Signs and Symptoms

The clinical presentation of sickle cell disease is due to the underlying pathophysiologic mechanisms. The clinical features maybe in the form of various features associated with the syndrome. Acute pain, also known as painful crisis is a major symptom that occurs during vaso-occlusive crisis in the bone, especially where there is active marrow including hands and feet (dactylitis) in children, or the humeri, femora, ribs, pelvis and vertebrae in adults. Symptoms that accompany pain include tachycardia, fever and sweating. Pain may also occur in other parts of the body and may last from a few hours up to two weeks. Dyspnea due to respiratory failure caused by acute chest syndrome is another symptom of sickle cell disease. This may follow acute pain experienced in vaso-occlusive crisis that leads to infarction of bone marrow and fat embolism to the lungs leading to respiratory failure. Other symptoms in acute chest syndrome include chest pain, fever tachycardia and cough.

On clinical examination, the examiner may elicit various signs that point towards sickle cell disease. Tenderness on affected bone and on the chest and other parts of the body where the patient complains of pain. Anemia due to haemolysis of red blood cells may reveal pallor in mucous membranes such as the conjunctiva and on the tongue. Granulocytosis is another notable hematological sign. Auto-splenectomy due to recurrent splenic infarction caused by the susceptibility of the splenic vascular beds to sickling. On examination, there will be absence of the spleen in its usual anatomical location.

Hemorrhage of retinal vessels, neovascularization and eventual detachment may occur due to repeated occlusion of retinal vessels and may be notable during fundoscopy. Isosthenuria is another sign that may result from renal papillary necrosis due to vessel obstruction. Widespread renal tubular necrosis may precipitate renal failure and its complications. Aseptic avascular necrosis of the humeral and femoral heads, chronic arthropathy and chronic osteomyelitis may result from ischemia of bones and joints. Cerebrovascular accident, mainly the hemorrhagic form, is a common sign in children. Priapism is a sign that may occur in males due to infarction of the venous outflow tracts of the penis. Chronic lower leg ulcers are another common sign most likely due to ischemia and superinfection in peripheral circulation.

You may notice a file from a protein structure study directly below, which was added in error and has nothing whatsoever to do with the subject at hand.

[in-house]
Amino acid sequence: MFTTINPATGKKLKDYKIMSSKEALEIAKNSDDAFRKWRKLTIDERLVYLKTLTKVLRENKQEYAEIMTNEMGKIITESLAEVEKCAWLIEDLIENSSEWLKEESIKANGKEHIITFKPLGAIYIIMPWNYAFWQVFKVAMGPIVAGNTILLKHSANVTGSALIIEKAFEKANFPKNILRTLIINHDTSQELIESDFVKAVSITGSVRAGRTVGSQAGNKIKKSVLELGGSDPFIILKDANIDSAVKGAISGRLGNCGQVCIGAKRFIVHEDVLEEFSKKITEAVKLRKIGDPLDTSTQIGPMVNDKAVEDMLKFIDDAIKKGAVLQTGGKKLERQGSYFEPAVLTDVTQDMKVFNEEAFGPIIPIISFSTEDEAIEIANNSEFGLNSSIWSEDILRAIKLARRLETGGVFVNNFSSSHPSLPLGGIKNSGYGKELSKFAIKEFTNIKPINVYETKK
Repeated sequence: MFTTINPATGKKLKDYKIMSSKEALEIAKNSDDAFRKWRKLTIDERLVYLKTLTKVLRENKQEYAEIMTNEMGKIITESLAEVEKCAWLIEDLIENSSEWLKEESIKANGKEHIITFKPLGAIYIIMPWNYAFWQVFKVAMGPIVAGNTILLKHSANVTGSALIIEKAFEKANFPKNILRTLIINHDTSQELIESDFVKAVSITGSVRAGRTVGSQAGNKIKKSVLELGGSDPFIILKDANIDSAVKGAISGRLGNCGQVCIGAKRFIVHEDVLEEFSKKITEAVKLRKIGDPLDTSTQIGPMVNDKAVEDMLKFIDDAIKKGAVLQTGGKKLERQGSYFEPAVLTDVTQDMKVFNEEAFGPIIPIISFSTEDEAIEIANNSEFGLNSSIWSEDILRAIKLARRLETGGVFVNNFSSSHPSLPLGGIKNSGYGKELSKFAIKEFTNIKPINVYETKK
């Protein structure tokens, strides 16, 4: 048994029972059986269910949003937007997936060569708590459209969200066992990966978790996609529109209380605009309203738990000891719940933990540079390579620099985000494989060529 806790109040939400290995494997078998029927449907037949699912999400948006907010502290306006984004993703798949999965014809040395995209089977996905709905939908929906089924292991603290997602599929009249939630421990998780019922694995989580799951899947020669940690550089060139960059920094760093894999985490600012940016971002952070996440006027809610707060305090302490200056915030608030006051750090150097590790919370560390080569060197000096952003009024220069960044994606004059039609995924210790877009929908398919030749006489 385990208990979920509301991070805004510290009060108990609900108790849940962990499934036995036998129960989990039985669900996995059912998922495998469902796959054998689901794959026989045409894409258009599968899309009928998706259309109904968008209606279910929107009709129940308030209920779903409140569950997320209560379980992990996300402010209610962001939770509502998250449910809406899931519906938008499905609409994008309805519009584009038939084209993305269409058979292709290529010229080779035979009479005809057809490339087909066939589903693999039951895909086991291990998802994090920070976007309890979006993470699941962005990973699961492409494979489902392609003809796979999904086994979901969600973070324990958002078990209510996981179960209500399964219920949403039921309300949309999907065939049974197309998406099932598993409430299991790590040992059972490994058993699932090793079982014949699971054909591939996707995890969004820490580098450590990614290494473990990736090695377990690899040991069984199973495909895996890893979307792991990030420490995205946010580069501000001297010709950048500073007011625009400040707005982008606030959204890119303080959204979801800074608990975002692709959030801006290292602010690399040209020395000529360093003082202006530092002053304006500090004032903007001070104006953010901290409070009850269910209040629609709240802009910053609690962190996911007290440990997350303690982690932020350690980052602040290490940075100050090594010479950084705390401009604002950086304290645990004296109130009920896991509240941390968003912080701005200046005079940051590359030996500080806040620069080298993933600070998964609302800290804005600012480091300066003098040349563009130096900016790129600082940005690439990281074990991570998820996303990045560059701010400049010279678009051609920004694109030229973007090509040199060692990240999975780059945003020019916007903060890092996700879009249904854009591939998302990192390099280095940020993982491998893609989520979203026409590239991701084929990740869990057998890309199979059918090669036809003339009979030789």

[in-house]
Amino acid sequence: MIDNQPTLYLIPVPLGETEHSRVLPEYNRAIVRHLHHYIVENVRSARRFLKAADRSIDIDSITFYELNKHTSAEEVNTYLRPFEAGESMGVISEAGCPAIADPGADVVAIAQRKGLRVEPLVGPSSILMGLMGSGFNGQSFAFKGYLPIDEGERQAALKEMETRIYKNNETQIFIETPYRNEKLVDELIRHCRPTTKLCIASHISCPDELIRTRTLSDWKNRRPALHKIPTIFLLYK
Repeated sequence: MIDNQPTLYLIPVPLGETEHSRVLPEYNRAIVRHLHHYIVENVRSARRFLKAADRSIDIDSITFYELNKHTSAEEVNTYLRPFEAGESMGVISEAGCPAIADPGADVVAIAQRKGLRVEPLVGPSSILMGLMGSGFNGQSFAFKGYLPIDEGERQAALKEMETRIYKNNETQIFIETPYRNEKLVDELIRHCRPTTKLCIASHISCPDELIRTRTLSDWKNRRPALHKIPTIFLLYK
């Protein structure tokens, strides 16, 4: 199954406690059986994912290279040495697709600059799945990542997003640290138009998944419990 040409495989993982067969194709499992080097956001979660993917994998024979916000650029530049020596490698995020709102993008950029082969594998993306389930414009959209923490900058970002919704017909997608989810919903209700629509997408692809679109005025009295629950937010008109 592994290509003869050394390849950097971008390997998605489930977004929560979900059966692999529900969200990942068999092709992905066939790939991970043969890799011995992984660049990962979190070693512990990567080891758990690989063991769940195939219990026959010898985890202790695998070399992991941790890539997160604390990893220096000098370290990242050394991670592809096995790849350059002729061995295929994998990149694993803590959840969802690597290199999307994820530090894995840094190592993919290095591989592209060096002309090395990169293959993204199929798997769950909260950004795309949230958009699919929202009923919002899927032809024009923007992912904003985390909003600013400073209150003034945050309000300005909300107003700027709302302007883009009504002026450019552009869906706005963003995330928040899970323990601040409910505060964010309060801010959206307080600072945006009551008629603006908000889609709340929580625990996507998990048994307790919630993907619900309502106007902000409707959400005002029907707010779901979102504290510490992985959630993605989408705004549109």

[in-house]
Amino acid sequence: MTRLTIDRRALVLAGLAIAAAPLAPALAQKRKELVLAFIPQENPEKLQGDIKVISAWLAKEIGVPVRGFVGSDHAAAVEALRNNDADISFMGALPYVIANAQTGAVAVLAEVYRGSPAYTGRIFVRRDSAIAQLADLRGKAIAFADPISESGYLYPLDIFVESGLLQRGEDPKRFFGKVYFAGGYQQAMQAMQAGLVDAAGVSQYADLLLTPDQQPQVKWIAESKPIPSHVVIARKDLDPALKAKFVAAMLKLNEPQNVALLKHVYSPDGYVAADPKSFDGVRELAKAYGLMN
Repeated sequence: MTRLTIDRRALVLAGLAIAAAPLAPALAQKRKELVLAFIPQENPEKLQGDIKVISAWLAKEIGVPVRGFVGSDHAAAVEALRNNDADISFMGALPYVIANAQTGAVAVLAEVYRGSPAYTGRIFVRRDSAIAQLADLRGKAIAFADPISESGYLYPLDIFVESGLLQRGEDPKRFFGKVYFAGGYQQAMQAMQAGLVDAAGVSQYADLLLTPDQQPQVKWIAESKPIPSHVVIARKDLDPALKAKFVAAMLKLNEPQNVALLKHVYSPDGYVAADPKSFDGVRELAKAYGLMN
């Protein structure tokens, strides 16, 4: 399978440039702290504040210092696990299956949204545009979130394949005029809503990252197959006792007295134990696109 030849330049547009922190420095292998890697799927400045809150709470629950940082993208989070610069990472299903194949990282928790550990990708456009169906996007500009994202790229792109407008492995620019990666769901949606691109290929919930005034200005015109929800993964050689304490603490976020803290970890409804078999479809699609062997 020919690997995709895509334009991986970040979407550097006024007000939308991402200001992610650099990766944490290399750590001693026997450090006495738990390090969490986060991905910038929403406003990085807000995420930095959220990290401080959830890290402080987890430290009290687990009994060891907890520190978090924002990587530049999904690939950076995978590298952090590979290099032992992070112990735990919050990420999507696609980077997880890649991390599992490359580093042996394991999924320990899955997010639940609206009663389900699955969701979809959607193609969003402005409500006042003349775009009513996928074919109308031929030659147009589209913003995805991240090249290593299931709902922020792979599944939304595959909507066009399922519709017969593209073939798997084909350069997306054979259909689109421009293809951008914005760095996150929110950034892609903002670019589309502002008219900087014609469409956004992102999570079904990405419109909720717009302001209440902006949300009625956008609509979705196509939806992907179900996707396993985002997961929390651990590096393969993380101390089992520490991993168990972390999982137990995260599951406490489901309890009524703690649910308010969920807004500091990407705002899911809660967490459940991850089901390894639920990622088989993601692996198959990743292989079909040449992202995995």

Sickle cell trait is normally asymptomatic. Symptoms that may occur include painless hematuria in adolescent males probably because of papillary necrosis. Isosthenuria may occur with this sign. There have been reports of death due to exposure to high altitudes, extremes of temperature, exercise and physical stress. There should be avoidance of these stress factors by individuals with sickle cell trait.

Treatment Available

Prophylaxis is an integral part of management of patients with sickle cell disease. This incorporates daily folic acid and penicillin V for protection against pneumococcal infection in case of auto-splenectomy. Vaccination against pneumococcus, meningococcus, Hemophilus influenza B, hepatitis B and Seasonal influenza is important. In malaria endemic areas, prophylaxis against malaria infection is through administration of Proguanil along with the above prophylactic measures.

Management of vaso-occlusive crisis is through aggressive rehydration, oxygen therapy based on the requirement, adequate analgesia using opioids and administration of prophylactic antibiotics in case infection is present. Administration of definitive antibiotics is possible after blood cultures. Transfusion with blood and blood products as a simple top up transfusion during aplastic or sequestration crises, and the development of a regular transfusion program is essential to suppress production of HbS. Exchange transfusion is important in life threatening cases. There is room for agents that increase the levels of HbF in the blood, which inhibits the level and rates of polymerization of HbS hence reducing sickling. Such agents include hydroxyurea, which is the mainstay of therapy for patients with severe symptoms. Bone marrow transplantation is a possible measure to relieve the sickle cell patient of pain, and to boost their hemopioesis.